Title. Effects of the culturally-sensitive comprehensive sex education programme among Thai secondary school students.
Aim. This paper reports on a study to evaluate the effectiveness of a culturally-sensitive comprehensive sex education programme among Thai secondary school students.
Background. Increasing number of adolescents in Thailand have been engaging in premarital sex. No theory-based, abstinence-oriented models of sex education have been evaluated in this population.
Method. A quasi-experimental study was conducted in 2006–2007. Outcome measures included sexual behaviour, condom use, intention to refuse sex, intention to use condoms, and knowledge regarding sexually transmitted infections/human immunodeficiency virus/acquired immunodeficiency syndrome and pregnancy.
Findings. Students in the experimental group had lower levels of reported sexual intercourse at 3- and 6-month follow-ups, compared with those in control group (P < 0·01). Students participating in the programme had significantly greater intention to refuse sex in the future across time than controls (P < 0·05). Sexually active adolescents participating in the programme reported significantly lower frequencies of sexual intercourse across time than controls (P < 0·01). However, the programme did not influence consistent condom use (P > 0·05), although the intervention was associated with increased intention to use condoms (P < 0·01). Knowledge about sexually transmitted infections/human immunodeficiency virus/acquired immunodeficiency syndrome and pregnancy among students in the intervention group was significantly greater than that of the controls (P < 0·05).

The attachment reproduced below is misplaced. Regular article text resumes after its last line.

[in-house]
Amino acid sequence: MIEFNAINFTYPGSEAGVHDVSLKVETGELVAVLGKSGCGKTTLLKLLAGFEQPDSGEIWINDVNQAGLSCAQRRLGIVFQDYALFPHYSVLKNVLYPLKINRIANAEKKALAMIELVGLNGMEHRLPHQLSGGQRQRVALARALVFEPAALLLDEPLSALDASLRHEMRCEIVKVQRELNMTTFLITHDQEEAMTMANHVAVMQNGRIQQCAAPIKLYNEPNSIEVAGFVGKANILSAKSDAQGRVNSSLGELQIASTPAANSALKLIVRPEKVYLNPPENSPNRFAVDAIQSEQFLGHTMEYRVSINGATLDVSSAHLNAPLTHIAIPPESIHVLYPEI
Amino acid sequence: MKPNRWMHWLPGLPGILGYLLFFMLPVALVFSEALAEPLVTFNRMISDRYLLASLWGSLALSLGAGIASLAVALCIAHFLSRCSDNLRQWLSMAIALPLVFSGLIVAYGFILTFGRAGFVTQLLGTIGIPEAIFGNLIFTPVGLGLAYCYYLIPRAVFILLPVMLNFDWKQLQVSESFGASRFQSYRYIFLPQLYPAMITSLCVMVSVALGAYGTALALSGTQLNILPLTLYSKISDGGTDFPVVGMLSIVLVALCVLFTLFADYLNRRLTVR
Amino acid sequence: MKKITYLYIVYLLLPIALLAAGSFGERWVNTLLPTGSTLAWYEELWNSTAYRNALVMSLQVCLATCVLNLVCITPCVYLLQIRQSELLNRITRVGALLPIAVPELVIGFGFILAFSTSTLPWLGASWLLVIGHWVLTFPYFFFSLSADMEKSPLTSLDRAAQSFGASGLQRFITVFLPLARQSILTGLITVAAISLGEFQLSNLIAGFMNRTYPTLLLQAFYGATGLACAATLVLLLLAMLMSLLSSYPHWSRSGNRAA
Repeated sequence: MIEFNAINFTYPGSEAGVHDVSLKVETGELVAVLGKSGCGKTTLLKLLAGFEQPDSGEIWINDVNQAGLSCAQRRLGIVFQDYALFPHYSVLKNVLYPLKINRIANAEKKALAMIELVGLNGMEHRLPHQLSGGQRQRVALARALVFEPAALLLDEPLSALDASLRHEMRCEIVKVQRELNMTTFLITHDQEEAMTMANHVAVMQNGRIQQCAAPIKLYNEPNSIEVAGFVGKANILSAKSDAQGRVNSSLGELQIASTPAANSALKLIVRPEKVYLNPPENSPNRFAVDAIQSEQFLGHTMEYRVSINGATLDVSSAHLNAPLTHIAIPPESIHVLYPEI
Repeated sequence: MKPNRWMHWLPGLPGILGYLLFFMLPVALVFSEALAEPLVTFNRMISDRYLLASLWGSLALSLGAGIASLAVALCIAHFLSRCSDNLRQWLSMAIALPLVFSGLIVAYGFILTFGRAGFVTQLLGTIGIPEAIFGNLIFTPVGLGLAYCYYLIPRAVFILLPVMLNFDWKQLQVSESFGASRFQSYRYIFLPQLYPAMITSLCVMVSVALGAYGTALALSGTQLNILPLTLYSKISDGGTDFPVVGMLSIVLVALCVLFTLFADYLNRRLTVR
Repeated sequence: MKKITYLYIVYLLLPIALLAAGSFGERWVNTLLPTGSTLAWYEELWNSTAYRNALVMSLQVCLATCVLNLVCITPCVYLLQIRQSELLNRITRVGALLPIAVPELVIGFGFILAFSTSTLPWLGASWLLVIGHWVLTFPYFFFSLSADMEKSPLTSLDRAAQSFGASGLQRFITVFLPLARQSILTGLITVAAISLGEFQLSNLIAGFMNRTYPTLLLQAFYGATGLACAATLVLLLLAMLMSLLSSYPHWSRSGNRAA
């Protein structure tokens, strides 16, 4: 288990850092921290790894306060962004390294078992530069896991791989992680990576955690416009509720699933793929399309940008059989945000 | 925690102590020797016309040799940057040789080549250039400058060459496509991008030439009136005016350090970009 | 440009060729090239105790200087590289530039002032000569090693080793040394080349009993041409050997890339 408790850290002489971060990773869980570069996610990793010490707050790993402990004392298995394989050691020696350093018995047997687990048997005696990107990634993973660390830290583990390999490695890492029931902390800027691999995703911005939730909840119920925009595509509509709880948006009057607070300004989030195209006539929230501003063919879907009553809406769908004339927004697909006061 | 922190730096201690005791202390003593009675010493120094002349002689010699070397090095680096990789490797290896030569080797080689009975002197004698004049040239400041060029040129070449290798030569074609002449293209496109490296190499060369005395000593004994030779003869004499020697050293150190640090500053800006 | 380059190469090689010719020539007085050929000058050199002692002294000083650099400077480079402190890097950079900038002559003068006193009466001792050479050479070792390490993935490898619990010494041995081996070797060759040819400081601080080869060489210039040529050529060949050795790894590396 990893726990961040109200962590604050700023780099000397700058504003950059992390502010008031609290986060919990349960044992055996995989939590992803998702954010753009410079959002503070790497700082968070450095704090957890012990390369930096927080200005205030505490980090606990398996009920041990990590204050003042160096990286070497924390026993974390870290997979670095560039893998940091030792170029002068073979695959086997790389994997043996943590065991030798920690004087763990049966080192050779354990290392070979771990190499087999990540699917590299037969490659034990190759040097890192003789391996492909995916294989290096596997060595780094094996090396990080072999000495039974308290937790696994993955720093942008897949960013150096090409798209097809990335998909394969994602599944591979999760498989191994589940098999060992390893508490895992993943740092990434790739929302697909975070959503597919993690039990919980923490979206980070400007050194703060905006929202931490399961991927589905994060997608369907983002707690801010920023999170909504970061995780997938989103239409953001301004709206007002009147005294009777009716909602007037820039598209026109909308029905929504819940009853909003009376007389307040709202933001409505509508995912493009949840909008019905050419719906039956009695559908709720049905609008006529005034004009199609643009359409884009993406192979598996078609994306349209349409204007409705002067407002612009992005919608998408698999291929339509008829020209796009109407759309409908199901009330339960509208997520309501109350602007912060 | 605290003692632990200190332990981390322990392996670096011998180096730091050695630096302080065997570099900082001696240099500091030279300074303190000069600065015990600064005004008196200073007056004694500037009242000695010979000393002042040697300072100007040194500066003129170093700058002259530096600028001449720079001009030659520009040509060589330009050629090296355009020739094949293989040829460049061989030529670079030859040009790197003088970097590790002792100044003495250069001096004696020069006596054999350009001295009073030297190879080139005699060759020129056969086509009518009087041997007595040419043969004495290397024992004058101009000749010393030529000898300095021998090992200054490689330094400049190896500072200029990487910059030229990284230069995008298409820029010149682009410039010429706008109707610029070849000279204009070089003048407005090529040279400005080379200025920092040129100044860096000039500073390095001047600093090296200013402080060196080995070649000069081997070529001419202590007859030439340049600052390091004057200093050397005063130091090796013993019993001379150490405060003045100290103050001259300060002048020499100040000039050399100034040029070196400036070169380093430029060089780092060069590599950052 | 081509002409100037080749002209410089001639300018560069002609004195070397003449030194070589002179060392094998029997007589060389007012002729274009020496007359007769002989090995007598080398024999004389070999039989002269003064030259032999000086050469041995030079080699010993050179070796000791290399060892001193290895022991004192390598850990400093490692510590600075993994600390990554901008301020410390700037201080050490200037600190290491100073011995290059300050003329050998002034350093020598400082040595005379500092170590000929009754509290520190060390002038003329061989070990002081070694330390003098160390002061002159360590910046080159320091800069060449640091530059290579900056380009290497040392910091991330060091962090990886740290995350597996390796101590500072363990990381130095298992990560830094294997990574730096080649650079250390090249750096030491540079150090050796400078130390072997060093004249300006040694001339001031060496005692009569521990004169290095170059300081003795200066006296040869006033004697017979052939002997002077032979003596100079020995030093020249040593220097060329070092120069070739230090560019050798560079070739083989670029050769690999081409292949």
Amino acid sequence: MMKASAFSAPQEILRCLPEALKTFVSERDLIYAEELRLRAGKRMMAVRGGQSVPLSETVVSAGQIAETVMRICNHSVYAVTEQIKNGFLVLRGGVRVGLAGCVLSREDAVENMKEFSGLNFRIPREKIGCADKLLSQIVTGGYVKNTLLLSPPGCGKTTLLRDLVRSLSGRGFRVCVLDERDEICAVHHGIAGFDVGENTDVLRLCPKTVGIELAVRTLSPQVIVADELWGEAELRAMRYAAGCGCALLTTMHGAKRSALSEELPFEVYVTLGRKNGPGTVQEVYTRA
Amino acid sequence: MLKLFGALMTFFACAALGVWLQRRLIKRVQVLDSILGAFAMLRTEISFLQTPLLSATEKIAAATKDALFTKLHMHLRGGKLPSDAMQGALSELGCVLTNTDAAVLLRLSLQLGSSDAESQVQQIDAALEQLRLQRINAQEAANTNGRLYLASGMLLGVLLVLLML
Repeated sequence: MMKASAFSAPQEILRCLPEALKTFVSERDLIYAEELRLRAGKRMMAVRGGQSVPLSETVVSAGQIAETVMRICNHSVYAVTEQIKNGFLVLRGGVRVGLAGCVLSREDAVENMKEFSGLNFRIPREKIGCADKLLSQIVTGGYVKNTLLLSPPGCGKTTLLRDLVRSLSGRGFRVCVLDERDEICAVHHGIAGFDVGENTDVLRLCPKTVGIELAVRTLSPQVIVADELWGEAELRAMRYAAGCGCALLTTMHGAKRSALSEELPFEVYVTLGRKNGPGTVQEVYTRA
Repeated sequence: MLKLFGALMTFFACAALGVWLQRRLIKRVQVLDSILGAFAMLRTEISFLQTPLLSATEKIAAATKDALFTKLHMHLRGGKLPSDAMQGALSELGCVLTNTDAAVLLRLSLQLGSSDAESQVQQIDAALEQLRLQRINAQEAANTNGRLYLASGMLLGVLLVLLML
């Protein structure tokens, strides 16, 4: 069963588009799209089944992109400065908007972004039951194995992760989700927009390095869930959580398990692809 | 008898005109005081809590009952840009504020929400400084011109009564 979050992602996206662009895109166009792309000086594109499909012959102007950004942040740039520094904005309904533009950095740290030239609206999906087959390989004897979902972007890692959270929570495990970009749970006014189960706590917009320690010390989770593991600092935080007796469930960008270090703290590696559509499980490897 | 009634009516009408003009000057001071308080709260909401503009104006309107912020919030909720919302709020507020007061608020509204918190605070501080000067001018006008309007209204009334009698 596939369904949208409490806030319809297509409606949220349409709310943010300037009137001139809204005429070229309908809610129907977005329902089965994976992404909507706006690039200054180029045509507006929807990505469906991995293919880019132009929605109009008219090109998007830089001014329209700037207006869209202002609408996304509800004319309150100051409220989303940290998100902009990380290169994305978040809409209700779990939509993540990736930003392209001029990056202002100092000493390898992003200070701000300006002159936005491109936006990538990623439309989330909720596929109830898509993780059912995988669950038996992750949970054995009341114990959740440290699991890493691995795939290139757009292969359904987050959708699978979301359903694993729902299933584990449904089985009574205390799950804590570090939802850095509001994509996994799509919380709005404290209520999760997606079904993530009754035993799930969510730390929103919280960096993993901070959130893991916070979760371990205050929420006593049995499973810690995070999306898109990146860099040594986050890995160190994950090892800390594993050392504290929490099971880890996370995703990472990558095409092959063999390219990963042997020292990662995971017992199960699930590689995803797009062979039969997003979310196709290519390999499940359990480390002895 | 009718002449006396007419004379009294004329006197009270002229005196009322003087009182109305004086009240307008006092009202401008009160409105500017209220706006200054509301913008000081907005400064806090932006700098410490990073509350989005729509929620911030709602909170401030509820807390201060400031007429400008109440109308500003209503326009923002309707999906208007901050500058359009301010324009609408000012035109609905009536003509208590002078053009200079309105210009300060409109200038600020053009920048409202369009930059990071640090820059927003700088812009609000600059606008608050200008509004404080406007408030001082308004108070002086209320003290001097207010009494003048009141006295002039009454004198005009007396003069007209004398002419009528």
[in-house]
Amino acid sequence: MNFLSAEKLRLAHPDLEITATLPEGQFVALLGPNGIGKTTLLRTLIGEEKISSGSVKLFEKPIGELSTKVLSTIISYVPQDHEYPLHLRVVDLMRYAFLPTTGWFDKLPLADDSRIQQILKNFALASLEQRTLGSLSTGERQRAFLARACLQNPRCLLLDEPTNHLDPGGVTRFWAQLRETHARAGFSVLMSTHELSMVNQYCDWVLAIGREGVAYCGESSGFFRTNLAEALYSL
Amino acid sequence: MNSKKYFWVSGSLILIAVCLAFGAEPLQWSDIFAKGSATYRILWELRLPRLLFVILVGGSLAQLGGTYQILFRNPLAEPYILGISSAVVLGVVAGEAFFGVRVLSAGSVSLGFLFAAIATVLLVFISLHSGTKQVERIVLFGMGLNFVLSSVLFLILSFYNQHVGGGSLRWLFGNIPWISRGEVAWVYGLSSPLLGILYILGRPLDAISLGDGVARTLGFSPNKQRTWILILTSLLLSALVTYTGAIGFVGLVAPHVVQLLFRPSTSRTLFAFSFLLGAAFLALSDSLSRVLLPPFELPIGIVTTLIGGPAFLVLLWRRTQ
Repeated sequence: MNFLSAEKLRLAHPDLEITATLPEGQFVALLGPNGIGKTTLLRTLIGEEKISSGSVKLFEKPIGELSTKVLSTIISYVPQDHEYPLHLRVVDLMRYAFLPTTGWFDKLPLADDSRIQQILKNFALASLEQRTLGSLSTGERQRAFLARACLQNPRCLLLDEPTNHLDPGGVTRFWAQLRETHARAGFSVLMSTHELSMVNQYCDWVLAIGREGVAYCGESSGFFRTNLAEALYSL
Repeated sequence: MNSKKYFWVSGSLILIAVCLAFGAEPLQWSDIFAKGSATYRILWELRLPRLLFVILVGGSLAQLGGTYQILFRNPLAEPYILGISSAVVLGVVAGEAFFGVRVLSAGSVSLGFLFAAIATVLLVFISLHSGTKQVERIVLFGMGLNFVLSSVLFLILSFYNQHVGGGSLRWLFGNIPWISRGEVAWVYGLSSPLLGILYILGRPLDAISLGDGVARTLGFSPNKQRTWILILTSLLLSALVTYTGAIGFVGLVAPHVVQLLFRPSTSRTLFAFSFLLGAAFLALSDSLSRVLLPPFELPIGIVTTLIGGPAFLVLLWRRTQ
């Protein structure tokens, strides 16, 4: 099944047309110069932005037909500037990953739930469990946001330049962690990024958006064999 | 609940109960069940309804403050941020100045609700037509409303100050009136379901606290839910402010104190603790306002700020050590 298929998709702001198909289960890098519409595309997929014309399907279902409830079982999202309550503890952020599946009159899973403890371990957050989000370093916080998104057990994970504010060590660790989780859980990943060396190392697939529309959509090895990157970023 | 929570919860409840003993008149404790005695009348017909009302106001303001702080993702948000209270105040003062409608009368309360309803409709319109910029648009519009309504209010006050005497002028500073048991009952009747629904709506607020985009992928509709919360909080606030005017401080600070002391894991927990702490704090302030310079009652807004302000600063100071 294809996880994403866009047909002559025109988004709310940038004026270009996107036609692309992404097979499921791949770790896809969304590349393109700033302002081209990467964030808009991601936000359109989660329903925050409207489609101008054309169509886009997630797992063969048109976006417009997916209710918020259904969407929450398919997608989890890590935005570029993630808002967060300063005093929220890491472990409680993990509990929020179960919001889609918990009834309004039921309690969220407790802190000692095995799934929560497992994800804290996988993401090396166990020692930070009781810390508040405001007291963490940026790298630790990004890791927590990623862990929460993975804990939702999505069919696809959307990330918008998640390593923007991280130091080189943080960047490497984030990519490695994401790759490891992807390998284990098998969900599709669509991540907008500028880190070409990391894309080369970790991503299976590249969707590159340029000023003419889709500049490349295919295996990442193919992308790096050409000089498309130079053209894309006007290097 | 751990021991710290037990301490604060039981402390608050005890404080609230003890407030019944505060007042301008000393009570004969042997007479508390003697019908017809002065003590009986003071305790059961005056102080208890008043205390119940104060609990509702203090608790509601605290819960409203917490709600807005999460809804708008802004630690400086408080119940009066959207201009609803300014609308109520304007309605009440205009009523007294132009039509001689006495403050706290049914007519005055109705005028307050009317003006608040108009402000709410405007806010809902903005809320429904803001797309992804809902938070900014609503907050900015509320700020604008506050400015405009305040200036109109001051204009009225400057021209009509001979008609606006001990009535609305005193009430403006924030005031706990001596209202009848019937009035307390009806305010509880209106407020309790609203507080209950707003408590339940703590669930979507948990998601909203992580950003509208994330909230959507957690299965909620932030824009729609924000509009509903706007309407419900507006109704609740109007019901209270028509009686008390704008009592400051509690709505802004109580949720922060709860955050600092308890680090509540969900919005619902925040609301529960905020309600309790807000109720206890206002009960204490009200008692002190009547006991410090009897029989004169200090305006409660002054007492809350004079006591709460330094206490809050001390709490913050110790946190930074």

Conclusion. School nurses can play a major role by applying this kind of sex education programme. For nurse researchers, it would be useful to extend this research by considering alternative ways to foster condom use in the non-commercial partnerships that have become common among adolescents.